[kismac] Re: Wireless Link

  • From: Chris Weiss <chris.weiss@xxxxxxxxx>
  • To: kismac@xxxxxxxxxxxxx
  • Date: Mon, 17 May 2004 09:15:36 -0700

WRT a high-gain antenna. It sounds like you're on a budget - I've seen
a couple of projects where people have converted
DirecTV/Dish/Primestar dishes to high-gain directional antennas. If
you're in a neighborhood where people are moving frequently, you can
bet there's a couple sitting in garages waiting for the next yard

You might give that a try - I'd be curious to hear your results.

http://www.wwc.edu/~frohro/Airport/Primestar/Primestar.html is a
pretty good link, Google's got plenty more.

On Mon, 17 May 2004 10:09:54 +0200, Brad Knowles <brad.knowles@xxxxxxxxx> wrote:
> At 8:52 AM +0100 2004/05/17, Ian Beeby wrote:
> >  In many administrations, there is a fixed maximum effective radiated
> >  power for 802.11 systems, and this is calculated by taking the power
> >  output of the transmitter, subtracting the feeder and connector loss
> >  and adding the antenna gain.
>         Keep in mind that this varies greatly by country, region, etc....
> If you don't know what the EIRP limits are in your area, before you
> go playing around with high-gain antennas you should talk to local
> ham radio operators and experienced wireless network operators to
> find out what the limits are.  The last thing you want is to have a
> complaint filed against you for causing interference, and run the
> risk of possible criminal and civil action.
>         Here, the US is much less limited than Europe.  In the US, with
> clear line-of-sight and good high-gain antennas on both ends, you can
> legally get distances of 50-75km or more.  In Europe, it can be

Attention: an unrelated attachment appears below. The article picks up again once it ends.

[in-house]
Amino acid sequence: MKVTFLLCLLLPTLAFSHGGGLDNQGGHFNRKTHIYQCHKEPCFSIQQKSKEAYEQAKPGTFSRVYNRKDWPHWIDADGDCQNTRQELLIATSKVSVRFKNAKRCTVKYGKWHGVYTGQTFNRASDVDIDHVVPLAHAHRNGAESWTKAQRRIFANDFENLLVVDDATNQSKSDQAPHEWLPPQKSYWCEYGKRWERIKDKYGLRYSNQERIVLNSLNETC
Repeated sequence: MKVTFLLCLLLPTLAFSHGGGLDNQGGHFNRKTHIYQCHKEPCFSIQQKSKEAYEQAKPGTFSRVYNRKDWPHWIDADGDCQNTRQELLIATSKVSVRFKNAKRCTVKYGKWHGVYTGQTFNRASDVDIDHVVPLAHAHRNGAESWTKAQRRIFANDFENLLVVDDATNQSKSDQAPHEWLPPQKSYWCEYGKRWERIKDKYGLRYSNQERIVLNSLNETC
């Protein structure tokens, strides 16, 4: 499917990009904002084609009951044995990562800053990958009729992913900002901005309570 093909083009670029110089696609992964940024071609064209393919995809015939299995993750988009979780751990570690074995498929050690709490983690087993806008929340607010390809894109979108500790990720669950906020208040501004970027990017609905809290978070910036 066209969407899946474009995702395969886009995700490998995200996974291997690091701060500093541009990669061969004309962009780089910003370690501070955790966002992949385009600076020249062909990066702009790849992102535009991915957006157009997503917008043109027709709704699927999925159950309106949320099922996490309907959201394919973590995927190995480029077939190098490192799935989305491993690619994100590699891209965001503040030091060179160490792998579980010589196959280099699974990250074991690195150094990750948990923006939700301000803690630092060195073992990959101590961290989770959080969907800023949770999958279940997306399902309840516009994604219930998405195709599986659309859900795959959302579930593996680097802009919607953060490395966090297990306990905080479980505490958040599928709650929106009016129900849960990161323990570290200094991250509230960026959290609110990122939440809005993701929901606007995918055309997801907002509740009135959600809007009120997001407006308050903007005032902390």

> difficult to get more than 10-20km.  Carefully choosing your wireless
> cards (on both ends) so as to have maximum sensitivity can help a
> great deal.
> >                                So if you have a manufactured system
> >  with 20dBm eirp (effective isotropic radiated power) and replace
> >  the 7dB antenna with a 20dB one you'll strictly need to reduce the
> >  power output of the transmitter by 13dB - by a software setting or
> >  by adding more feeder loss.
>         Keep in mind that many manufactured systems are shipped with an
> EIRP that is significantly *below* the maximum allowed for that area.
> At issue here is not what is shipped, but what the total maximums are
> in your area and how different aspects of the overall system may need
> to be modified to stay under them.
> >  Sorry that this was a bit off topic.
>         I don't think it was off-topic at all.  I think it was a very
> good message, which delivered a lot of useful information.
> --
> Brad Knowles, <brad.knowles@xxxxxxxxx>
> "They that can give up essential liberty to obtain a little temporary
> safety deserve neither liberty nor safety."
>      -Benjamin Franklin, Historical Review of Pennsylvania.
>    SAGE member since 1995.  See <http://www.sage.org/> for more info.

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